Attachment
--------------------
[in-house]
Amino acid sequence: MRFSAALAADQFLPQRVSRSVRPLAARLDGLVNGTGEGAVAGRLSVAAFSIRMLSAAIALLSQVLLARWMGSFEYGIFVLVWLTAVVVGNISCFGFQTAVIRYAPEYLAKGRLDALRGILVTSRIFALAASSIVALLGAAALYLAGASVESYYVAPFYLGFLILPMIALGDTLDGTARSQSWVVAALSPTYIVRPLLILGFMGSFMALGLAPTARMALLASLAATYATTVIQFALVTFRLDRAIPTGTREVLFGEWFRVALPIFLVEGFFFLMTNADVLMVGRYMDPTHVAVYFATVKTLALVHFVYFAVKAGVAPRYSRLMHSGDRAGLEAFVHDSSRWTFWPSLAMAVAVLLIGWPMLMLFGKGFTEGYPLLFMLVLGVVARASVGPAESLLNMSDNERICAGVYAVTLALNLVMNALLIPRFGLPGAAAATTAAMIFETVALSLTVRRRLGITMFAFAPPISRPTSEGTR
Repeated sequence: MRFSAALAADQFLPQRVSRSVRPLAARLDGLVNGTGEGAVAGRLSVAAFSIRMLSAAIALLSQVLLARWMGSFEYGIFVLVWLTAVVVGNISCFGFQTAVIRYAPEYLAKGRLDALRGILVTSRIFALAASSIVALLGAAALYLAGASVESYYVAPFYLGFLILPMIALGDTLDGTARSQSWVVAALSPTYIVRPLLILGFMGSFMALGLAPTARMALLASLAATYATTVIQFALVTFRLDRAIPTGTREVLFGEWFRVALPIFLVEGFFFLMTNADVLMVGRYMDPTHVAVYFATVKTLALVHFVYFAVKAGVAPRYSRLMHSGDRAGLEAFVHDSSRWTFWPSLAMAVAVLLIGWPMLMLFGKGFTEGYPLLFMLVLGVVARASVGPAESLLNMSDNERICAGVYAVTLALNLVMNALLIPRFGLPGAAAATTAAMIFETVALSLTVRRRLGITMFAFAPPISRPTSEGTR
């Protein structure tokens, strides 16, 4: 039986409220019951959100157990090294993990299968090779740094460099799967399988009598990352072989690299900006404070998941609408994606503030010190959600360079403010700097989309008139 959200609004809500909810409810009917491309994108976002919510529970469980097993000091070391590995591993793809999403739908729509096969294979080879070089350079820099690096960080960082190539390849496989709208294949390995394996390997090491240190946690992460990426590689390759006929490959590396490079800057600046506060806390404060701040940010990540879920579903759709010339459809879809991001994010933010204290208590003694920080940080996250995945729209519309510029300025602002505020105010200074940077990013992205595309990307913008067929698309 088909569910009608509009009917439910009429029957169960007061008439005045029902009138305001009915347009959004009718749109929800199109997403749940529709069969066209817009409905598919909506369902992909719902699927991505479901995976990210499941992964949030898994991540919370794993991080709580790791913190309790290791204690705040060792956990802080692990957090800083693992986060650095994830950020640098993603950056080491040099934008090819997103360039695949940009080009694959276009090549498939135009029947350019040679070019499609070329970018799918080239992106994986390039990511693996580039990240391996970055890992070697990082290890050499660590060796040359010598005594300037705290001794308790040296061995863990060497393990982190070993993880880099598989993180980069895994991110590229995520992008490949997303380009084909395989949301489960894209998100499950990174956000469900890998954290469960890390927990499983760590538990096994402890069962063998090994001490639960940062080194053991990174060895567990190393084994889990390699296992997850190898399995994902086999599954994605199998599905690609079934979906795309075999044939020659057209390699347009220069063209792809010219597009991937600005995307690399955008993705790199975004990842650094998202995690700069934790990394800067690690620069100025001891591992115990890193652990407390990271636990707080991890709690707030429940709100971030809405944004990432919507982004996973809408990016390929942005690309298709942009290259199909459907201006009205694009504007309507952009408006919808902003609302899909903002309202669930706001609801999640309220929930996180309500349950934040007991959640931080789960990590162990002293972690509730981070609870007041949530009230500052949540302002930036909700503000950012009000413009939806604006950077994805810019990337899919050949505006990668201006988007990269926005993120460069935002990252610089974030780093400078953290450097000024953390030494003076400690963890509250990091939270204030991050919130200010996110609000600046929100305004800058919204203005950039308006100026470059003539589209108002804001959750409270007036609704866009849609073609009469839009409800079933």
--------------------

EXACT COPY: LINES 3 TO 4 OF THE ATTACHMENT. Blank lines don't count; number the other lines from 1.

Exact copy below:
Repeated sequence: MRFSAALAADQFLPQRVSRSVRPLAARLDGLVNGTGEGAVAGRLSVAAFSIRMLSAAIALLSQVLLARWMGSFEYGIFVLVWLTAVVVGNISCFGFQTAVIRYAPEYLAKGRLDALRGILVTSRIFALAASSIVALLGAAALYLAGASVESYYVAPFYLGFLILPMIALGDTLDGTARSQSWVVAALSPTYIVRPLLILGFMGSFMALGLAPTARMALLASLAATYATTVIQFALVTFRLDRAIPTGTREVLFGEWFRVALPIFLVEGFFFLMTNADVLMVGRYMDPTHVAVYFATVKTLALVHFVYFAVKAGVAPRYSRLMHSGDRAGLEAFVHDSSRWTFWPSLAMAVAVLLIGWPMLMLFGKGFTEGYPLLFMLVLGVVARASVGPAESLLNMSDNERICAGVYAVTLALNLVMNALLIPRFGLPGAAAATTAAMIFETVALSLTVRRRLGITMFAFAPPISRPTSEGTR
């Protein structure tokens, strides 16, 4: 039986409220019951959100157990090294993990299968090779740094460099799967399988009598990352072989690299900006404070998941609408994606503030010190959600360079403010700097989309008139 959200609004809500909810409810009917491309994108976002919510529970469980097993000091070391590995591993793809999403739908729509096969294979080879070089350079820099690096960080960082190539390849496989709208294949390995394996390997090491240190946690992460990426590689390759006929490959590396490079800057600046506060806390404060701040940010990540879920579903759709010339459809879809991001994010933010204290208590003694920080940080996250995945729209519309510029300025602002505020105010200074940077990013992205595309990307913008067929698309 088909569910009608509009009917439910009429029957169960007061008439005045029902009138305001009915347009959004009718749109929800199109997403749940529709069969066209817009409905598919909506369902992909719902699927991505479901995976990210499941992964949030898994991540919370794993991080709580790791913190309790290791204690705040060792956990802080692990957090800083693992986060650095994830950020640098993603950056080491040099934008090819997103360039695949940009080009694959276009090549498939135009029947350019040679070019499609070329970018799918080239992106994986390039990511693996580039990240391996970055890992070697990082290890050499660590060796040359010598005594300037705290001794308790040296061995863990060497393990982190070993993880880099598989993180980069895994991110590229995520992008490949997303380009084909395989949301489960894209998100499950990174956000469900890998954290469960890390927990499983760590538990096994402890069962063998090994001490639960940062080194053991990174060895567990190393084994889990390699296992997850190898399995994902086999599954994605199998599905690609079934979906795309075999044939020659057209390699347009220069063209792809010219597009991937600005995307690399955008993705790199975004990842650094998202995690700069934790990394800067690690620069100025001891591992115990890193652990407390990271636990707080991890709690707030429940709100971030809405944004990432919507982004996973809408990016390929942005690309298709942009290259199909459907201006009205694009504007309507952009408006919808902003609302899909903002309202669930706001609801999640309220929930996180309500349950934040007991959640931080789960990590162990002293972690509730981070609870007041949530009230500052949540302002930036909700503000950012009000413009939806604006950077994805810019990337899919050949505006990668201006988007990269926005993120460069935002990252610089974030780093400078953290450097000024953390030494003076400690963890509250990091939270204030991050919130200010996110609000600046929100305004800058919204203005950039308006100026470059003539589209108002804001959750409270007036609704866009849609073609009469839009409800079933």